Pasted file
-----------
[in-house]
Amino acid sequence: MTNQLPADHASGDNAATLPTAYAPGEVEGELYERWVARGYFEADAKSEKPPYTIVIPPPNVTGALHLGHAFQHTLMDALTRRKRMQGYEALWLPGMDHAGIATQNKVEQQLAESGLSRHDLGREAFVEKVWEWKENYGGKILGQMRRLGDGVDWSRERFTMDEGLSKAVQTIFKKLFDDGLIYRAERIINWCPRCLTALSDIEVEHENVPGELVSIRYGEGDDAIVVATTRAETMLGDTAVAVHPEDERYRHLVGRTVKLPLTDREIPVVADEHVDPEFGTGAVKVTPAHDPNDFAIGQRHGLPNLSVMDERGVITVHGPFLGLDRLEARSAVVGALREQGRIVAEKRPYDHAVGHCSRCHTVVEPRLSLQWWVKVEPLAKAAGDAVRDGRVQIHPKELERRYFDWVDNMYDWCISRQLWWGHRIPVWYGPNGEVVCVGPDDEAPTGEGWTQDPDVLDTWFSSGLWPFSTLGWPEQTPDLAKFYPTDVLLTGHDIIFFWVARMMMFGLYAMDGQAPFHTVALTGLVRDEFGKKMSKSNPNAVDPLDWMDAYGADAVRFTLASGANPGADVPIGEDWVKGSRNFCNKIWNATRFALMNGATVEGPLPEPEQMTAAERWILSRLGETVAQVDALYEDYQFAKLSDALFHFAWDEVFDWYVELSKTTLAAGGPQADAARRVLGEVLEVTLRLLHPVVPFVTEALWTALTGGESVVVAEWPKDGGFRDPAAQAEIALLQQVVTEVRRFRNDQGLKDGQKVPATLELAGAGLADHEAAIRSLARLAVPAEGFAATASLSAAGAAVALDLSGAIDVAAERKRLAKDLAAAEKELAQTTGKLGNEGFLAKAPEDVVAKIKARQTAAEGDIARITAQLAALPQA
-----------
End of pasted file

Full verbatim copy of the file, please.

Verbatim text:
[in-house]
Amino acid sequence: MTNQLPADHASGDNAATLPTAYAPGEVEGELYERWVARGYFEADAKSEKPPYTIVIPPPNVTGALHLGHAFQHTLMDALTRRKRMQGYEALWLPGMDHAGIATQNKVEQQLAESGLSRHDLGREAFVEKVWEWKENYGGKILGQMRRLGDGVDWSRERFTMDEGLSKAVQTIFKKLFDDGLIYRAERIINWCPRCLTALSDIEVEHENVPGELVSIRYGEGDDAIVVATTRAETMLGDTAVAVHPEDERYRHLVGRTVKLPLTDREIPVVADEHVDPEFGTGAVKVTPAHDPNDFAIGQRHGLPNLSVMDERGVITVHGPFLGLDRLEARSAVVGALREQGRIVAEKRPYDHAVGHCSRCHTVVEPRLSLQWWVKVEPLAKAAGDAVRDGRVQIHPKELERRYFDWVDNMYDWCISRQLWWGHRIPVWYGPNGEVVCVGPDDEAPTGEGWTQDPDVLDTWFSSGLWPFSTLGWPEQTPDLAKFYPTDVLLTGHDIIFFWVARMMMFGLYAMDGQAPFHTVALTGLVRDEFGKKMSKSNPNAVDPLDWMDAYGADAVRFTLASGANPGADVPIGEDWVKGSRNFCNKIWNATRFALMNGATVEGPLPEPEQMTAAERWILSRLGETVAQVDALYEDYQFAKLSDALFHFAWDEVFDWYVELSKTTLAAGGPQADAARRVLGEVLEVTLRLLHPVVPFVTEALWTALTGGESVVVAEWPKDGGFRDPAAQAEIALLQQVVTEVRRFRNDQGLKDGQKVPATLELAGAGLADHEAAIRSLARLAVPAEGFAATASLSAAGAAVALDLSGAIDVAAERKRLAKDLAAAEKELAQTTGKLGNEGFLAKAPEDVVAKIKARQTAAEGDIARITAQLAALPQA